Speedy, accurate assessment of deepwater reservoirs

September 1, 2013

Standard coring methods often yield incomplete reservoir fluid information. Doug Kinsella, managing director of Corpro, describes a new coring system that provides better information while saving rig time.

Deepwater finds are now playing a crucial role in replacing global reserves, but they also come with new challenges to ensure the reserves are accurately discovered, appraised, and developed safely and efficiently.

Today’s coring operations require superior functionality, performance, and reliability because they are exploring in deeper water, which means higher pressures and higher temperatures.

Drilling in ultra-depwater means higher costs for exploration. Therefore, large reservoirs have to be targeted to have the biggest impact on global reserves. To maximize their efforts, operators are looking to revolutionary technologies to optimize their drilling campaigns.

Accurately assessing the vast reserves available and plotting the best route forward can be a complex process, where the risks, economics, and potential success of an exploration program have to be carefully weighed to fully evaluate the potential performance and deliverability of any exploration program.

Poor reliability and safety risks have often resulted in infrequent use of some traditional coring technologies and methods to analyze pore fluids. Inconsistent analysis has led to reserves estimates that are wide and varied, the results of which are constantly debated.

Deepwater coring

The tool maintains the core at a predetermined pressure and is placed on the rig floor while the next downhole operation begins.Samples that are recovered from deepwater are under extreme stress and pressure. Using current technology, as operators trip out of the hole with a regular conventional static core, the core arrives at surface under atmospheric pressure. During the trip out of the wellbore, there is a release of the tons per square inch of pressure that is on the rock in its natural state. As the core is cut and tripped out of the hole, the formation sample relaxes, allowing gas and liquids to escape. It is the quantity of gas and liquids escaping that become the unknown, resulting in large variations when calculating total reserves.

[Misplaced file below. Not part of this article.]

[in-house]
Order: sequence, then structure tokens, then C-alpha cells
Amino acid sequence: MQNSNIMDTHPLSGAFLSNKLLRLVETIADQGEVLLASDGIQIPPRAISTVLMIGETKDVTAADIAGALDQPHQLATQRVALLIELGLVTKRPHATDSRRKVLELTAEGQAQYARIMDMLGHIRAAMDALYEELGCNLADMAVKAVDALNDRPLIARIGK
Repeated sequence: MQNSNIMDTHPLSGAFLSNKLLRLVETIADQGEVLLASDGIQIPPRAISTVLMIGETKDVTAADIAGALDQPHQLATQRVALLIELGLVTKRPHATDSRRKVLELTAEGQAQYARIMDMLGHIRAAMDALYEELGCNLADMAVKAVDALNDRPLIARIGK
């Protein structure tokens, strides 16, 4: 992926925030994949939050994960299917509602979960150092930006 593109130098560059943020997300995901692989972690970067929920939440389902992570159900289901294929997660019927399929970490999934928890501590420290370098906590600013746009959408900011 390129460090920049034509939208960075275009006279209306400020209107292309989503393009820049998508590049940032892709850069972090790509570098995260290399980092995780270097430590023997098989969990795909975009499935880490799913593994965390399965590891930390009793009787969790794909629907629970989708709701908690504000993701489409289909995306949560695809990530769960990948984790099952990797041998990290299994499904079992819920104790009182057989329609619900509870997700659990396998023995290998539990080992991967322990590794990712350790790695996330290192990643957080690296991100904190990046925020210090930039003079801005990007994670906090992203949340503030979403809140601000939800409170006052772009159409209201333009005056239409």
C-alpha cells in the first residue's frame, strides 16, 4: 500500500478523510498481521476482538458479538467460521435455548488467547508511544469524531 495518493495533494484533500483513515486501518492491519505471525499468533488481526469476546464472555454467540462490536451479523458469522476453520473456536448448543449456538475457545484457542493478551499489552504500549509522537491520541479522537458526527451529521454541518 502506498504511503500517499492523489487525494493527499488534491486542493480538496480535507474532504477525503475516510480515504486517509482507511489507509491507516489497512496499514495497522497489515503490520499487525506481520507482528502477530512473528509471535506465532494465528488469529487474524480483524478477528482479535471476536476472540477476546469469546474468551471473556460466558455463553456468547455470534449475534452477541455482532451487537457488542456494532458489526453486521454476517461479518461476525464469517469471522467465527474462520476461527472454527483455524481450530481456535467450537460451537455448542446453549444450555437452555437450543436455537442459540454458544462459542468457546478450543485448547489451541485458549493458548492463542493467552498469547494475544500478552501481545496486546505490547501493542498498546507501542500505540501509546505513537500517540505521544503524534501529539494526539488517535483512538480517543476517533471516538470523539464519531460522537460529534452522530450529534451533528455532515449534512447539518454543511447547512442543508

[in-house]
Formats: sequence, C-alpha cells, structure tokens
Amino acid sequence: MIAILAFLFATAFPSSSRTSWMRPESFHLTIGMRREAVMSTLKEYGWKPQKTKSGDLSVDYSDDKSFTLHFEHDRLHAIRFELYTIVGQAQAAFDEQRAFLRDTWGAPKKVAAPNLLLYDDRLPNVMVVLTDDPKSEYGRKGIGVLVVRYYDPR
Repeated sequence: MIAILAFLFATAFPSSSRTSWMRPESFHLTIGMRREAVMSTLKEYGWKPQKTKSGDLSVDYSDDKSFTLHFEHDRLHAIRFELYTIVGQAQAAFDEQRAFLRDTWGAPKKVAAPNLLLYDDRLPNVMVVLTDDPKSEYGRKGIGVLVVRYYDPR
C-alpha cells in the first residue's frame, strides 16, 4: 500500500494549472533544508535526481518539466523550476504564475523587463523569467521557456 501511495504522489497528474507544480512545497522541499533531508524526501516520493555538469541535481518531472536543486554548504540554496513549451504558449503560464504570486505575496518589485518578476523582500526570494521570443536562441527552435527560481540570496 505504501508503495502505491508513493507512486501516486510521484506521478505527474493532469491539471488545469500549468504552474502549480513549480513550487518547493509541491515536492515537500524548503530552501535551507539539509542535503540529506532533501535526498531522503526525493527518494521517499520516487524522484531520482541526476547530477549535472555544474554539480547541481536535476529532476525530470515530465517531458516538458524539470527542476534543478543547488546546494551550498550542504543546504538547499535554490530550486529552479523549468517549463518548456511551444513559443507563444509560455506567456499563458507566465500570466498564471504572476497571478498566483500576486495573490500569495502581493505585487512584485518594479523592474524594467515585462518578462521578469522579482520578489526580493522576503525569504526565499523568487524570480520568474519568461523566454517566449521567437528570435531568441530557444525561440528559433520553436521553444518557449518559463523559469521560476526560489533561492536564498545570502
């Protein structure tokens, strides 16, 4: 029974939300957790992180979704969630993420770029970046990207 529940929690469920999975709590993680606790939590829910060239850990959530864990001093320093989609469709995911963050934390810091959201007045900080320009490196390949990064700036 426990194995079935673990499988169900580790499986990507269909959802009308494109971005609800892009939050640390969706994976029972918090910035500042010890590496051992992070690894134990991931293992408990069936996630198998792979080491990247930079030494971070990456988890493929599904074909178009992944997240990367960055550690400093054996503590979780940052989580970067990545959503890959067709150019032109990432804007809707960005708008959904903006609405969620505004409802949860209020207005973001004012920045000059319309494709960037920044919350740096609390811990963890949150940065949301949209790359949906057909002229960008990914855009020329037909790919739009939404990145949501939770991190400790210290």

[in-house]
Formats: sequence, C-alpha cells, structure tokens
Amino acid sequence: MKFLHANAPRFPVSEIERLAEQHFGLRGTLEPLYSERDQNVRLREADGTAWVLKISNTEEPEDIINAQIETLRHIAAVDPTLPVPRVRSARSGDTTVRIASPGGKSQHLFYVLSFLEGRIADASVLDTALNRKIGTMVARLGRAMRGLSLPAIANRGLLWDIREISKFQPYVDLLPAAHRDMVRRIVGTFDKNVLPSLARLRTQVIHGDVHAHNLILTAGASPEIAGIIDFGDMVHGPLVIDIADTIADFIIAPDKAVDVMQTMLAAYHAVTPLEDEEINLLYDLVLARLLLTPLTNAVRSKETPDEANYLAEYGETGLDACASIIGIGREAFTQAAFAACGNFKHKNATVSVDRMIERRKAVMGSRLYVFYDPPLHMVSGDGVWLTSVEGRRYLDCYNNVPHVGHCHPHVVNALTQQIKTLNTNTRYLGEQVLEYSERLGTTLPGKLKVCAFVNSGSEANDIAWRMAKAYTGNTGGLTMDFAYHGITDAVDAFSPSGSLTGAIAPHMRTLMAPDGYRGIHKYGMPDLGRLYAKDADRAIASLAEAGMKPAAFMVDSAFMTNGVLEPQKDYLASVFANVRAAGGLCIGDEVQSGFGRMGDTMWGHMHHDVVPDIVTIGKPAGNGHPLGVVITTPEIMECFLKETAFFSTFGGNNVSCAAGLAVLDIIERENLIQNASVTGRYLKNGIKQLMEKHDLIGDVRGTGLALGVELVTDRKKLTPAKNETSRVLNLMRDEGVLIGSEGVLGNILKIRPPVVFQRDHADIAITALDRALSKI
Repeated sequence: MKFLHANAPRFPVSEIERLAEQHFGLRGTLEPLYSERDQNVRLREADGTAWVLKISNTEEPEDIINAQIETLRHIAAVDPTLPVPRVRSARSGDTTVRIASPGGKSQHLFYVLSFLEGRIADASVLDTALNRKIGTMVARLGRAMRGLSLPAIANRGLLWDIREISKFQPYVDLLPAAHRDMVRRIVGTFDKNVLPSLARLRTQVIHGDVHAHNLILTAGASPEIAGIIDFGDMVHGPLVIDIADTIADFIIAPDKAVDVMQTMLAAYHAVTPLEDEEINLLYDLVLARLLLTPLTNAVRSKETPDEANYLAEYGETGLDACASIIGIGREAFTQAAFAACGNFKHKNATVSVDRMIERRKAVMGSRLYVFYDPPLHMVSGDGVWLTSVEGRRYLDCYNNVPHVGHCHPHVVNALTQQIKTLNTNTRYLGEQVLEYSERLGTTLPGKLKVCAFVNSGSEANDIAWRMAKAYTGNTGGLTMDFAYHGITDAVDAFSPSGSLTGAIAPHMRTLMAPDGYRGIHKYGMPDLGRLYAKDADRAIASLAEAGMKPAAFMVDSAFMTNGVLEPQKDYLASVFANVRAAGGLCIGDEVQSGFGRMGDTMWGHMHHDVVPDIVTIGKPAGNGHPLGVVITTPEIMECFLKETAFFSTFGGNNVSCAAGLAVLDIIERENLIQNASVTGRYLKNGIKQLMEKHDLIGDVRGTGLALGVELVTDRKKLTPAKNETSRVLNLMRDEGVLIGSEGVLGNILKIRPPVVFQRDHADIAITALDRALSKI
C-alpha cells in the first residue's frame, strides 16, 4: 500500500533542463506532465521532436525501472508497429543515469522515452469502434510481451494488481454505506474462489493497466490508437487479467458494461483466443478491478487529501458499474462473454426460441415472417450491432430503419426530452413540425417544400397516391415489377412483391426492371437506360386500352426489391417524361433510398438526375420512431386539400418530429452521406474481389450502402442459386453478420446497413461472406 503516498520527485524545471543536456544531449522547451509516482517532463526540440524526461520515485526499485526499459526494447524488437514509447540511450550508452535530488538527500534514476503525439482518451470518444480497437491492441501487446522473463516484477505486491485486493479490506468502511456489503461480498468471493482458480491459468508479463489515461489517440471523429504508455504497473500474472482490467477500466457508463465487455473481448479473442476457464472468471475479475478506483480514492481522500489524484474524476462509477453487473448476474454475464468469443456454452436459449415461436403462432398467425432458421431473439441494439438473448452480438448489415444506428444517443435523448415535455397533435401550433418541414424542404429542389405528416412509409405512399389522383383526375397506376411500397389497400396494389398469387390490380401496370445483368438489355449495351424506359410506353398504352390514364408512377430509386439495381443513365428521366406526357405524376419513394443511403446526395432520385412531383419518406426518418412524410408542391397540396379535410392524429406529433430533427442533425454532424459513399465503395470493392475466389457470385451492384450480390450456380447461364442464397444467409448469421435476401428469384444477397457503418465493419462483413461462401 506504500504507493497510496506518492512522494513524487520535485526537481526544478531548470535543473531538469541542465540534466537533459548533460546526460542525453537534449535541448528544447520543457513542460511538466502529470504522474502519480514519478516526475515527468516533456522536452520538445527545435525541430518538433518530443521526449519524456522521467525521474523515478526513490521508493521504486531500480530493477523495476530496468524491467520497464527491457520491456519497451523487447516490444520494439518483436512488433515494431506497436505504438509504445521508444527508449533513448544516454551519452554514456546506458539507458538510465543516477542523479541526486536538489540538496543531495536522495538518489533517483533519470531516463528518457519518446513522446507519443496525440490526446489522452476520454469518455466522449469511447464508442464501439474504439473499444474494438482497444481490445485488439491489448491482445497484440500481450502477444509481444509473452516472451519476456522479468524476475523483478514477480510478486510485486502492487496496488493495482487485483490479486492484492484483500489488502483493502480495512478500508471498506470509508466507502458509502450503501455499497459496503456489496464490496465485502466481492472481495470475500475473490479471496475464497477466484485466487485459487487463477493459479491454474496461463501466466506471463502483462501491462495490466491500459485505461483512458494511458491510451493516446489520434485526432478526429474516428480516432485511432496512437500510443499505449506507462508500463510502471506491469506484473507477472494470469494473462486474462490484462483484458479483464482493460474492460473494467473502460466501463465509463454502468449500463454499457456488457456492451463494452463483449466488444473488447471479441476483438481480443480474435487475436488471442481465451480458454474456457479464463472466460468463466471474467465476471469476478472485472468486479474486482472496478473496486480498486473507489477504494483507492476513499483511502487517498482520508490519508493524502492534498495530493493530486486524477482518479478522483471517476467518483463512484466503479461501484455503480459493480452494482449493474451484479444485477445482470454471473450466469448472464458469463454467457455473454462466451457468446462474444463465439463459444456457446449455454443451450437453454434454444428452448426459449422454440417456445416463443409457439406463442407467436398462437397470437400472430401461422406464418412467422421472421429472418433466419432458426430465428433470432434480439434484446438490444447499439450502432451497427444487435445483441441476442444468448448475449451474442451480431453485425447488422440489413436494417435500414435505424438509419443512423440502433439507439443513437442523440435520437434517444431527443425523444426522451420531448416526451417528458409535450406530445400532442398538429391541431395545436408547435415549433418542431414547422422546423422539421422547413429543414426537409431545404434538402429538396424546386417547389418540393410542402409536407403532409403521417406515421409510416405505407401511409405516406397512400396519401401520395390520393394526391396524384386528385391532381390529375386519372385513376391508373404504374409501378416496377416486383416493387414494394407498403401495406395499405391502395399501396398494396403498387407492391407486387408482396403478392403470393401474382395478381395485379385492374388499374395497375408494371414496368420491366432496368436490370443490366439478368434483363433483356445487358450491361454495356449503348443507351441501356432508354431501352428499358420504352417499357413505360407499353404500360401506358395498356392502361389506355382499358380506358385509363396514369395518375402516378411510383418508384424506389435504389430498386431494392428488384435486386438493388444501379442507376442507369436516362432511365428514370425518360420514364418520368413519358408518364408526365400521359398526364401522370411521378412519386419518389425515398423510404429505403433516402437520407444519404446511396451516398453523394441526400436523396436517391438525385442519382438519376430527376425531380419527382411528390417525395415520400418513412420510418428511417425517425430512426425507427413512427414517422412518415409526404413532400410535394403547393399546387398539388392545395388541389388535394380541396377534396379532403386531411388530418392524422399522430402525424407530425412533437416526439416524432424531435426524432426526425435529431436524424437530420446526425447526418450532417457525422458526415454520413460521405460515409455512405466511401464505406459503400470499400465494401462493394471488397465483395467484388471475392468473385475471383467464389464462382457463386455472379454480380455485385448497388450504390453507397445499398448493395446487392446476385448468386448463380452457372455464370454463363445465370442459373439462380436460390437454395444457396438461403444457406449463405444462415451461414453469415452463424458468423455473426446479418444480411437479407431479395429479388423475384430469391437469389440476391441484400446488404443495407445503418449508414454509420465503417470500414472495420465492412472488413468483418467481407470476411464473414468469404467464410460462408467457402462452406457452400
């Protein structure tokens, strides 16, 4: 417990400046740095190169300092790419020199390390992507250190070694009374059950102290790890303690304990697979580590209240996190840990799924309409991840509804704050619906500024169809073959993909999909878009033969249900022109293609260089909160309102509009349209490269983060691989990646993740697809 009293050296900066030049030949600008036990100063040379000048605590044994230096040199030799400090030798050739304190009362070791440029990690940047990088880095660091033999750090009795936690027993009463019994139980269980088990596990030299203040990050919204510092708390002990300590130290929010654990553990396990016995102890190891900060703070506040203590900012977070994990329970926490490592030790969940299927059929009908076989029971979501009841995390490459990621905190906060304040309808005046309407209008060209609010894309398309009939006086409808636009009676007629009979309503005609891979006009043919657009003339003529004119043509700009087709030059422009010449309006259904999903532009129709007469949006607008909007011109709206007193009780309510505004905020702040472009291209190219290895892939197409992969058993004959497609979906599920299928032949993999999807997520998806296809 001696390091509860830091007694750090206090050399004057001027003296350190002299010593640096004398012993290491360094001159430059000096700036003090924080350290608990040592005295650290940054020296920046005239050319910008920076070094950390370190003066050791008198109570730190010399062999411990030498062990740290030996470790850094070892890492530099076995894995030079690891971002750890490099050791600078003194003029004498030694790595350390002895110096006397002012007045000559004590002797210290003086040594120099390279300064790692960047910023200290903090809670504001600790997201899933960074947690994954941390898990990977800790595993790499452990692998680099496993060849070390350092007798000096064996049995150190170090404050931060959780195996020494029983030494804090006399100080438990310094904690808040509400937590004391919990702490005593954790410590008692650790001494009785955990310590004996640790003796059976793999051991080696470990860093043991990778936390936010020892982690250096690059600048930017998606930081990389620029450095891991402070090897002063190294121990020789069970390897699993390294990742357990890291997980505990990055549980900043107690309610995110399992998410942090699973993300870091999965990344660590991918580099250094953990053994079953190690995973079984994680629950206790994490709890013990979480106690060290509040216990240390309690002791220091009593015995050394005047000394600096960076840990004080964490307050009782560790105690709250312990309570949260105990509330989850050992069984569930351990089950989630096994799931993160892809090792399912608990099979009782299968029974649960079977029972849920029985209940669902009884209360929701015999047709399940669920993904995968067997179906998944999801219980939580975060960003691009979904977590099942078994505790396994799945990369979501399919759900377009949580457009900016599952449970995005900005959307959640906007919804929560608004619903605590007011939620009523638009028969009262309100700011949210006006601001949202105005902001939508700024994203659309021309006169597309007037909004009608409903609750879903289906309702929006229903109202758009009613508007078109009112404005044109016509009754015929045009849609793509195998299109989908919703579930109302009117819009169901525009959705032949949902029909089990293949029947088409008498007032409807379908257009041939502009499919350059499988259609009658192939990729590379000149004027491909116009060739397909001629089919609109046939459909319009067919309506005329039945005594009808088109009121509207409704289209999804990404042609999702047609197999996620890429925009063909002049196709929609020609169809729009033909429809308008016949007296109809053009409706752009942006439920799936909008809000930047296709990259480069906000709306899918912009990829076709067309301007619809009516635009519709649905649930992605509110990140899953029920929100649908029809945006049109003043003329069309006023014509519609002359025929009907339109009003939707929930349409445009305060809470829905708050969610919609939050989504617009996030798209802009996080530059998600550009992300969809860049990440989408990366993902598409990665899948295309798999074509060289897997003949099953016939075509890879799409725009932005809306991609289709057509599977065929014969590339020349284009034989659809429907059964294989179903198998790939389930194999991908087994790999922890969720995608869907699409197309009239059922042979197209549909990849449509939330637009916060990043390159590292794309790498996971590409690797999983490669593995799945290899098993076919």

Rapid depressurizing of the core and gasses forcing their way through the formation can cause fractures that do not exist under reservoir conditions. These fractures can create artificial pathways for gas or liquids to travel that will not be there when the well is produced, exaggerating the well’s potential flow rate. The more pressure on the core in the reservoirs, the greater the problem, which intensifies the situation for deepwater offshore reservoirs. Cores may be pulled to surface with altered permeability equivalent to the core being subjected to a mini frac.

When this occurs and the core arrives at surface, it appears to have many natural pathways for the fluids to migrate out of the reservoir into the wellbore. But when operators go to treat that scenario down hole and emulate those same results, production can be limited. The current belief is these fractures are not actually there. Instead, these fractures are damage that is created during the trip out of the hole. Conventional pressure coring technology can often cause a total loss of pressure, making it impossible to get an accurate picture of the reservoir.

When assessing conventional reservoirs today, operators of offshore conventional wellbores also use a Modular Formation Dynamics Tester (MDT). The MDT latches onto the wellbore in the reservoir sweet spot. The tool creates a draw, or suction, to pull-in fluids and gases from the formation, and brings them to surface at the same pressure as the reservoir. Currently, in a conventional offshore reservoir, firms can only estimate formation reserves with this technology.

Today, operators cut a core and know the volume of that core, but there are empty pore spaces in the core, and it is difficult to determine, with accuracy, if those spaces were filled with hydrocarbons or water. Operators then use the MDT test, but there’s no true way to correlate how much reservoir volume that ssample came from, because it was drawn out of the reservoir near the wellbore wall. From that, operators are forced to estimate how much came out of that known volume of core. They know that the liquids and the gases are from their sample, then they do backwards math in an attempt to understand how much gas and liquid came out.

New technology

Fluids are captured in cylinders and stacked above the core barrel.Operators often define their coring program not by what they want, but rather by what they can afford. They are constantly seeking to secure more core samples at a lower cost, allowing them a better reservoir assessment.

The QuickCapture coring platform allows operators to better understand exactly what they have in their deepwater reservoirs before making critical, fact-based, completion and production decisions, because it reflects the exact amount of hydrocarbons that came out of an exact amount of core volume.